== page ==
The Republican dilemma on a map

The map tells a tale of alarming geographic polarization that is beginning to threaten the party’s national relevance. Photo: AP

WASHINGTON, May 5, 2013 ― We are years away from learning who will run in the 2016 race, but we already know one thing for certain ― the Republican nominee will start that campaign trailing in the Electoral College.

The party’s built in Electoral College deficit rises from a Republican strategy to concentrate our appeal in an ever-narrowing swath of the country. The map tells a tale of alarming geographic polarization that is beginning to threaten the party’s national relevance.

This regionalism is a fairly recent development. Only 28 years ago Ronald Reagan swept 49 states and won 57 percent of the popular vote on the strength of a broad coalition that spanned traditional party boundaries. When that coalition began to break it led to Republican losses in some unprecedented places.

In ’92 we lost previously reliable Republican states like Illinois, California, New Jersey, Connecticut, and Michigan. That was the first year we lost intensely conservative Delaware County, home to Philadelphia’s prestigious Mainline. We’ve never again been competitive in those places.

In ’96 we lost the Wall Street bedroom counties in Connecticut. In 2008, the national Republican ticket lost Chicago’s collar counties for the first time in history. That year we even lost the old Goldwater/Reagan base around San Diego, and McCain carried Orange County by only 30,000 votes. In 2011, Democrats won local leadership of suburban Philadelphia’s Montgomery County for the first time ever.

There are numerous states that have elected Republican Governors, Senators, even legislative majorities, in which the Republican Presidential ticket is no longer competitive.  Republicans remain a force at the state and local level across the Northeast and the Midwest. Nevertheless, across a northern swath from Maine to Minnesota the only state Romney carried was Indiana.


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In a single generation we have abandoned our overwhelming center-right majority and replaced it at the national level with a bitter, racially-tinged fortress strategy. In 2012, facing the weakest Democratic competition in decades, the Romney campaign could only compete in states that matched one of the following rules:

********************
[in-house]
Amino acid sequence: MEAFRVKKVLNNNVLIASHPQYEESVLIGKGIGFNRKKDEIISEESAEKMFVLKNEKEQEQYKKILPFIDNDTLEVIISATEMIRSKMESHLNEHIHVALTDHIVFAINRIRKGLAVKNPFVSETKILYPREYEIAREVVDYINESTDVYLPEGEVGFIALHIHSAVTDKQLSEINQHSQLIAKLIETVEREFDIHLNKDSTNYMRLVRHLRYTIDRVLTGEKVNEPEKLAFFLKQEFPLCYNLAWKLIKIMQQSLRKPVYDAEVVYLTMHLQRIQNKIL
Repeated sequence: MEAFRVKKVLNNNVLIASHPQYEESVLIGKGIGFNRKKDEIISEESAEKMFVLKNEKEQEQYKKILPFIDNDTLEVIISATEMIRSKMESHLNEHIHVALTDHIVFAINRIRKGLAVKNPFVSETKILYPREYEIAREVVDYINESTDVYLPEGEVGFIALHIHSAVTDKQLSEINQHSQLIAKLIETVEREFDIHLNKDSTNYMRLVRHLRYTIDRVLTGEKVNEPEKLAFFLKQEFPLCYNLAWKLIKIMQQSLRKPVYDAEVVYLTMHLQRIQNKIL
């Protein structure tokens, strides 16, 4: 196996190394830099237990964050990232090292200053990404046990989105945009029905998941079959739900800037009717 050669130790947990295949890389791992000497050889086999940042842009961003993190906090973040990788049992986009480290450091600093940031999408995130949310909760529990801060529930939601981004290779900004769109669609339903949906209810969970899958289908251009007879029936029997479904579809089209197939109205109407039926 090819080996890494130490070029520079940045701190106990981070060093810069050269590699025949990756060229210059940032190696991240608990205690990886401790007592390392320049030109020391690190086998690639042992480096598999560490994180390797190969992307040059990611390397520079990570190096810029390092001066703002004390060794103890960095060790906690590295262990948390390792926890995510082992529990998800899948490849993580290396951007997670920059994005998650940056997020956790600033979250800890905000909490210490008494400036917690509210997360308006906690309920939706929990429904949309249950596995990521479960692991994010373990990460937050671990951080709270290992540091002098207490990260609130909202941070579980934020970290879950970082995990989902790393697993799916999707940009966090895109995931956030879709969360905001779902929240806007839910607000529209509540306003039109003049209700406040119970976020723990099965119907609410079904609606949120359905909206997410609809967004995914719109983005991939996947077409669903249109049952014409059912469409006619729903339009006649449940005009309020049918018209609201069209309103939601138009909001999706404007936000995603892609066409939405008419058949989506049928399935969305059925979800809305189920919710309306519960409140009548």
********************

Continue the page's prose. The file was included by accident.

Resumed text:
1)   The state/territory failed to outlaw slavery prior to Lincoln’s election, or

2)   It has no major metropolitan areas, or

3)   It was Indiana


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None of those conditions guarantee that Republicans will be competitive in a particular state. Those conditions only describe the limited subset of states where the modern GOP can try to rally voters to the national ticket.

Instead of competing nationally, the GOP is embracing a strategy of extreme ideological rigidity in the areas where its message still resonates. What we have lost in breadth we are compensating for in intensity.

The national GOP has set itself firmly against every dominant demographic trend. America is becoming more ethnically diverse, less religious, and more urban in an unrelenting march. Hispanics are the country’s fastest growing ethnic group. Two elections ago George Bush carried almost half of the Hispanic vote. Now they support Obama at a whopping 70 percent rate. City-dwellers are now solidly Democratic, even in the South. Obama holds more than a 10-point lead among women.

The future looks even worse as young people are trending Democratic at rates not seen in decades. In 1980, Reagan carried 60 percent of young voters. As recently as 1992 more voters under thirty identified as Republicans than Democrats. In 2008, two-thirds of young people voted for Obama, and in 2012, he won young voters by a 24-point margin.

Obama won both Virginia and North Carolina in 2008, the first time that’s happened since the Dixiecrats joined the GOP. He held Virginia and narrowly lost North Carolina in 2012. As the Republican firewalls in Texas and Georgia grow more urban and Hispanic, those critical anchor states are showing signs of Republican weakness.

There is a dim glimmer on the horizon. Republicans remain a serious force in many states that vote reliably Democratic at the top of the ticket. Like a living time capsule, Republicans there generally preserve the popular Hamiltonian values the party represented prior to the Great Dixiecratic wave. Their power is dampened at home by the depressing drumbeat from the national party, but their appeal and their organization is intact.

Blue state Republicans might at some point muster the will to push back publicly against the national party’s bizarre extremes. If that happens, we could see a relatively speedy revival of the center-right coalition that two decades ago appeared destined to dominate America’s future. Such a revival probably won’t happen before the party experiences a truly humiliating collapse at the national level. The story in the electoral map will probably get much worse for Republicans before it gets better.

Compare these two maps –

Results in the 2012 Presidential Election, from Dave Leip’s Atlas of US Presidential Elections:

 

2012 Presidential Election results

 

Map of Slave States/Territories in 1860:

Slave states/territories in red and tan. Free states/territories in green.

 

 


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Chris Ladd

Chris Ladd is a Texan who is now living in the Chicago area.  He is the founder of Building a Better GOP and has served for several years as a Republican Precinct Committeeman in DuPage County, IL, and was active in state and local Republican campaigns in Texas for many years. 

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